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Hydraulics. The great Veneration paid by the Indians to the aquatic Element, in great Part the Result of their physical Investigations into its Properties and Qualities. The Obligation they were under of forming vast Reservoirs, in various Regions of Hindoftan, re

. mote from the great Rivers, and of raising by Pumps and conveying by Canals the Waters to their Rice-Grounds, necessarily rendered them acquainted •with the Principles of this Science. Their Manufactures, also, especially their chemical Processes in Medicine, Distilling, and Dying, required Siphons and

other hydraulic Machines. Pneumatics.

•"-This Science intimately connected "with their mythological Superstition.Indra> Vavoo, and their stormy Attendants, only the AtmosPheric Phænomena personified. The great Vicifjitudes of Weather that take Place during the different Seasons in so vast an Empire and so varied a Climate; one Region chilled with the Snows of Caucasus, and the

other other parched with equatorial Fervors: The tremendous Tornado and the pestilential Blast rendered the ancient Indians too. well acquainted with those Pbanomena. Their metallurgic Operations required the Aid of vast Bellows for their Furnaces.Their Mines could not have been explored and wrought without Air-shafts and other pneumatic Machines, nor without greatly enlarging their Knowledge in this Branch of Sciencet which they made useful in the Mysteries practised in their subterraneous Caverns. Probably not unacquainted with ElecTricity and Magnetic Attraction. -—painting. The exquisite Beauty of the Flowers and the brilliant Plumage of the Birds of Hindostan bad the Effect to make the Indians Painters in very early Periods, as well as to give them a decided Superiority over all the ancient World in the vivid Lustre of their Dy"es. Their peculiar Method of Painting on Cotton described from Pliny and modern Authors. A short History of their Silk and Cotton Works. T— Their ancient Manufactures of PorceLain and Coloured Glass. Additional Observations on their Sculpture and ArChitecture.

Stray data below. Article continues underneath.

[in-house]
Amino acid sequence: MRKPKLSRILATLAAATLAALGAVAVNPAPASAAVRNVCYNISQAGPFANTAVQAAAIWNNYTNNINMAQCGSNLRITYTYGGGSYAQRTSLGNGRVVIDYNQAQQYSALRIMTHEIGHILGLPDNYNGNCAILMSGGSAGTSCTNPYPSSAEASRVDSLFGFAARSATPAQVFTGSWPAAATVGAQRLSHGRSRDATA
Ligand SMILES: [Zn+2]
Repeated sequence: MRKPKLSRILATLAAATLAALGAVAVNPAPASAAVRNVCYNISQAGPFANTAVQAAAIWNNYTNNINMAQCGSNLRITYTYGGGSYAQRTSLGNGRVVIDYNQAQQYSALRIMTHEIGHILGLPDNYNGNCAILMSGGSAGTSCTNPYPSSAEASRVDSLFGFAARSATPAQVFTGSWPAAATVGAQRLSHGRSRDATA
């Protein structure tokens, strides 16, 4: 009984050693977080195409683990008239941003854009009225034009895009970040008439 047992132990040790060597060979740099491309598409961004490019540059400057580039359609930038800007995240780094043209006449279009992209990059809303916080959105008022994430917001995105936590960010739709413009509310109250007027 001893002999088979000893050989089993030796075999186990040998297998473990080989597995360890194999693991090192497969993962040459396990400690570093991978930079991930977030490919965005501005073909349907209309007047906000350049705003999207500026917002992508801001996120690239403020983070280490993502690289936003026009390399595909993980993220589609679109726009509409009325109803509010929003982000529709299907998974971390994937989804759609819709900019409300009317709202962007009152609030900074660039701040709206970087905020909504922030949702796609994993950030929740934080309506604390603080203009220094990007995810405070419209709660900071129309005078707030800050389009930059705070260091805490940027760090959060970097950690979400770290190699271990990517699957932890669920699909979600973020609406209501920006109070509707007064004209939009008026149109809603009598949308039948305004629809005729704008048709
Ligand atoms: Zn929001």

Chitecture.—^-r Engraving On Gems.

The high Antiquity of this Art in India*

'The Kind of precious Stones principally selected for this Purpose, and the Devices engraved on them. The infinite Variety and Neatness of their Jewellery and Gold Work.


THE lotos, suspended aloft in a thousand temples of India and Egypt as the picturesque symbol of that humid principle, which the emanation of the eternal beam, piercing the darkest recesses of the chaotic waters, animated and rendered prolific, demonstrates the strong traditional veneration for the aquatic element, which descended down to the generations of Asia from the first speculative race of human philosophers. Their conceptions concerning the union of these two grand principles, and the consequent generation of all things, were sometimes exprefled by flames issuing from the calix of the lotos, sculptured in form of a

vase, which indeed its natural shape greatly resembles; and, at others, that calix is encircled with a radiated crown of flames, just mounting above the burnished edge, to mark the superior energy of sire over water. This is the invariable meaning of the ancients, when either Brahma, Seeva, Osiris, or Horus, are portrayed sitting upon that sacred plant: they are only emblems of the solar sire warming and invigorating the chaotic waters. This their constant and immemorial deification of the element of water, and their profound admiration of the astonishing qualities possessed by it of pervading, cherishing, and dissolving all things, the effect of philosophical investigation, must necessarily and naturally have induced an acquaintance with many branches of Hydraulic science.

Indeed the doctrine of Thalcs, that is, of the Ionian school, aquam ejse initium rerum, may be fairly said to have flourished in its vigour in the earliest post-diluvian sages. From the fame traditional fountains, whence they obtained their information, Moses also acquired his knowledge in regard to this wonderful element; and from the Mosaic and Egyptian school it was diffused among the


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